Modified Preferred Alternative
The modified preferred alternative employs an adaptive management approach that allows the agencies to gain experience and knowledge before proceeding to the next management step, particularly with regard to managing bison on winter range outside YellowstoneNational Park (see Modified Preferred Alternative map). The alternative uses many tools to address the risk of transmission, but primarily relies on strict enforcement of spatial and temporal separation of potentially infectious bison or their birth products and susceptible cattle. Until an existing cattle lease on acquired lands north of the park’s Reese Creek boundary expires, step 1 would follow the interim plan with the exception that seronegative pregnant bison would be released onto the western boundary area along with other seronegative bison (up to a designated 100-bison tolerance level). When the lease expires, it is assumed step 2 of the plan would begin, and seronegative bison would be released into the boundary area north of Reese Creek as well, up to a designated 100-bison tolerance level. After a minimum of two years of experience managing bison outside the park in both the northern (or Reese Creek) and western boundary areas, step 3 would begin, which allows untested bison (up to the 100-bison tolerance level) to occupy them. Parkwide vaccination of vaccine-eligible bison would begin when a safe and effective vaccine and remote delivery system become available.
Spatial and temporal separation would be maintained by monitoring both boundary areas 7 days a week. As bison move further from the park, management would become increasingly aggressive. All bison outside the park in these areas would be hazed back into the park in the spring, approximately 45 days before cattle return to these same lands. Research performed since the completion of the Draft Environmental Impact Statement (K. Coffin, pers. comm.; Cook 1999) indicates that as few as 4.7 days would be required to ensure the die-off of any remaining bacteria in weather typical of a Wyoming June. As an additional risk management measure, the agencies would maintain a population target for the whole herd of 3,000 bison. This is the number above which the NAS (1998) report indicates bison are most likely to respond to heavy snow or ice by attempting to migrate to the lower elevation lands outside the park in the western and northern boundary areas. Seronegative bison attempting to leave the park and not amenable to hazing when either the population exceeds 3,000 or tolerance levels outside the park have been met or exceeded, would be removed to quarantine. If the quarantine facility is full or otherwise unavailable, they would be sent to slaughter. If population numbers are low, bison, up to the capacity of the StephensCreek capture facility, would be held until weather moderates or until spring green-up begins and then released back into the park. Additional risk mitigation measures under the modified preferred alternative include the following:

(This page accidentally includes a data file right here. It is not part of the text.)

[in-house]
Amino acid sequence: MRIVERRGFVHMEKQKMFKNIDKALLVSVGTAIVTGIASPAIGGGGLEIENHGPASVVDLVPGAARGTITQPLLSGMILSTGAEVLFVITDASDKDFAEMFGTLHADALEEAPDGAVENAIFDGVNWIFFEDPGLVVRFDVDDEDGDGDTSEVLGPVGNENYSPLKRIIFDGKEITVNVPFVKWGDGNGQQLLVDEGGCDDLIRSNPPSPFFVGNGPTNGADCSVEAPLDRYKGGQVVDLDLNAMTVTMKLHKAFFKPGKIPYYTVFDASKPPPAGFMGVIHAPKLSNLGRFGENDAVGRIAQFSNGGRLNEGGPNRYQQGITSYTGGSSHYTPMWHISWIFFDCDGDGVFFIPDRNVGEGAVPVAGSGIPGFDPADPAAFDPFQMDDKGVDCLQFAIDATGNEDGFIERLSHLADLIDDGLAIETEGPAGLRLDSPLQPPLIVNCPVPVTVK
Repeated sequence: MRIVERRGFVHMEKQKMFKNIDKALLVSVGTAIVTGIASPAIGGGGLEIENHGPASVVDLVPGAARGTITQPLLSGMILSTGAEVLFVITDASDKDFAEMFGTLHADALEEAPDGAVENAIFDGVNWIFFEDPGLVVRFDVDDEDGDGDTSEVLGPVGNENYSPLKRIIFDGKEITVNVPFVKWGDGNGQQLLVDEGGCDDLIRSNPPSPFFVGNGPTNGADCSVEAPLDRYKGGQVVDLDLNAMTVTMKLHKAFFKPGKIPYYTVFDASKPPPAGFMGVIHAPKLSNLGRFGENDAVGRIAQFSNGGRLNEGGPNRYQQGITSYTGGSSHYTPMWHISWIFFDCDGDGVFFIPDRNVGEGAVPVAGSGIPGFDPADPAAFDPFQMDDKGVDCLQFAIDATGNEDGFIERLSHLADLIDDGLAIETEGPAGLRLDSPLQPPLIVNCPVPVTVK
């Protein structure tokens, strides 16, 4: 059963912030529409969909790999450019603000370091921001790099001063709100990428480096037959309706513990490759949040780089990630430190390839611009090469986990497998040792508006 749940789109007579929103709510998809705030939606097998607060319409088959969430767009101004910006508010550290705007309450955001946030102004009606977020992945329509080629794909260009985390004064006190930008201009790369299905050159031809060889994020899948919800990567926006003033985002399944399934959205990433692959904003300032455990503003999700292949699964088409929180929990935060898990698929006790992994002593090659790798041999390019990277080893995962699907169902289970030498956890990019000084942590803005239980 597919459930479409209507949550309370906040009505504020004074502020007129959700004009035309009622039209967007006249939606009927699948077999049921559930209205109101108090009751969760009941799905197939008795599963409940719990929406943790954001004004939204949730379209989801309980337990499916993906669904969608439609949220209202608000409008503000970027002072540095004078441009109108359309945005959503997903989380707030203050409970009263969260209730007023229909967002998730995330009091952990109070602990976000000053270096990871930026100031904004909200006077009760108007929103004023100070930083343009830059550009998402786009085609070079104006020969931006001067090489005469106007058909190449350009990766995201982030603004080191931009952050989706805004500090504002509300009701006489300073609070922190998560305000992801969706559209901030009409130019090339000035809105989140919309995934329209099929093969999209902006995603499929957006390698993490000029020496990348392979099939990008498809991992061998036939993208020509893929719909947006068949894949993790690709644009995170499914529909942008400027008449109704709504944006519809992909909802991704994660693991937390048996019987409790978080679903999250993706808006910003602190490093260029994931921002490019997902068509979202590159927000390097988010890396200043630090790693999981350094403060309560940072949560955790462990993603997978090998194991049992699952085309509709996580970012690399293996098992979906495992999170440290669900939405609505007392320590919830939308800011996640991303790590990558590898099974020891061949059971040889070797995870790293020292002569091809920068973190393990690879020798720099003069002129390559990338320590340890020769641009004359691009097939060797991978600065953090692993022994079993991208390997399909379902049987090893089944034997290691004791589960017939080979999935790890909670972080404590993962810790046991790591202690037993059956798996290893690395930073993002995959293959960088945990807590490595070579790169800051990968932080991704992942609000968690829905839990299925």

Vaccination of cattle in the impact area would be required if 100% voluntary vaccination is not achieved.
APHIS and Montana would conduct additional monitoring of cattle herds grazed in the impact area, including regular testing of test-eligible cattle and possible adult vaccination of these cattle herds.
Seronegative pregnant females allowed into the boundary areas would be fitted with radio collars and vaginal transmitters (in step 1 in the West Yellowstone area and in step 2 in the Reese Creek area) so that agencies can monitor the birth site for bacteria if bison give birth or abort while outside the park.
To minimize lethal control, agencies would maximize the use of hazing to keep bison off private land, to keep them from exiting the park, and to return them to the park in exiting would mean their removal to slaughter or quarantine.